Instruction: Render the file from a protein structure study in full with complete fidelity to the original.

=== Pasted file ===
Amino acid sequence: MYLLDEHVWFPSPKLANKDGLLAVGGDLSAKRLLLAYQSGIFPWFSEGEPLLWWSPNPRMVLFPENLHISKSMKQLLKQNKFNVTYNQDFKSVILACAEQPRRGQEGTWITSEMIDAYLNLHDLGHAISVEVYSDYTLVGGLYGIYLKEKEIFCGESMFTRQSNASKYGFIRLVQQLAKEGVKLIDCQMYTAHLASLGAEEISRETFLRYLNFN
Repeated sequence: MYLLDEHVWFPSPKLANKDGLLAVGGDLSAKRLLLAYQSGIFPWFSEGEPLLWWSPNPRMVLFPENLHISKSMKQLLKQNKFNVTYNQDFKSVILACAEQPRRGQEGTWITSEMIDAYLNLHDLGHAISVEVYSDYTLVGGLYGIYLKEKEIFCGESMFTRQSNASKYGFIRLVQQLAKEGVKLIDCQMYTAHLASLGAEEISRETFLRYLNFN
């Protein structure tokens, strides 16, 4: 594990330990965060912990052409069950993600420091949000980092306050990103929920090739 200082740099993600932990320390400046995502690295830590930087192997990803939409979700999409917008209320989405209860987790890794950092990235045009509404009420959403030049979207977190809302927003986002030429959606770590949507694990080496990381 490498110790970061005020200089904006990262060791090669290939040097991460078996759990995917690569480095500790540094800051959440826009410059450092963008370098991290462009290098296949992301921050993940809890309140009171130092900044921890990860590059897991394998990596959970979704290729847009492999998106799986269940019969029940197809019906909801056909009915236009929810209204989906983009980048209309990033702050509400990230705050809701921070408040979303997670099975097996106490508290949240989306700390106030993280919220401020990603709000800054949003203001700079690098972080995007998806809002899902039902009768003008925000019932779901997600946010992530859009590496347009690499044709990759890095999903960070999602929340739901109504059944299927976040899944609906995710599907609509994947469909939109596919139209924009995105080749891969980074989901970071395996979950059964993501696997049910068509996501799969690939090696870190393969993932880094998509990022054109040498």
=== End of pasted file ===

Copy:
Amino acid sequence: MYLLDEHVWFPSPKLANKDGLLAVGGDLSAKRLLLAYQSGIFPWFSEGEPLLWWSPNPRMVLFPENLHISKSMKQLLKQNKFNVTYNQDFKSVILACAEQPRRGQEGTWITSEMIDAYLNLHDLGHAISVEVYSDYTLVGGLYGIYLKEKEIFCGESMFTRQSNASKYGFIRLVQQLAKEGVKLIDCQMYTAHLASLGAEEISRETFLRYLNFN
Repeated sequence: MYLLDEHVWFPSPKLANKDGLLAVGGDLSAKRLLLAYQSGIFPWFSEGEPLLWWSPNPRMVLFPENLHISKSMKQLLKQNKFNVTYNQDFKSVILACAEQPRRGQEGTWITSEMIDAYLNLHDLGHAISVEVYSDYTLVGGLYGIYLKEKEIFCGESMFTRQSNASKYGFIRLVQQLAKEGVKLIDCQMYTAHLASLGAEEISRETFLRYLNFN
């Protein structure tokens, strides 16, 4: 594990330990965060912990052409069950993600420091949000980092306050990103929920090739 200082740099993600932990320390400046995502690295830590930087192997990803939409979700999409917008209320989405209860987790890794950092990235045009509404009420959403030049979207977190809302927003986002030429959606770590949507694990080496990381 490498110790970061005020200089904006990262060791090669290939040097991460078996759990995917690569480095500790540094800051959440826009410059450092963008370098991290462009290098296949992301921050993940809890309140009171130092900044921890990860590059897991394998990596959970979704290729847009492999998106799986269940019969029940197809019906909801056909009915236009929810209204989906983009980048209309990033702050509400990230705050809701921070408040979303997670099975097996106490508290949240989306700390106030993280919220401020990603709000800054949003203001700079690098972080995007998806809002899902039902009768003008925000019932779901997600946010992530859009590496347009690499044709990759890095999903960070999602929340739901109504059944299927976040899944609906995710599907609509994947469909939109596919139209924009995105080749891969980074989901970071395996979950059964993501696997049910068509996501799969690939090696870190393969993932880094998509990022054109040498």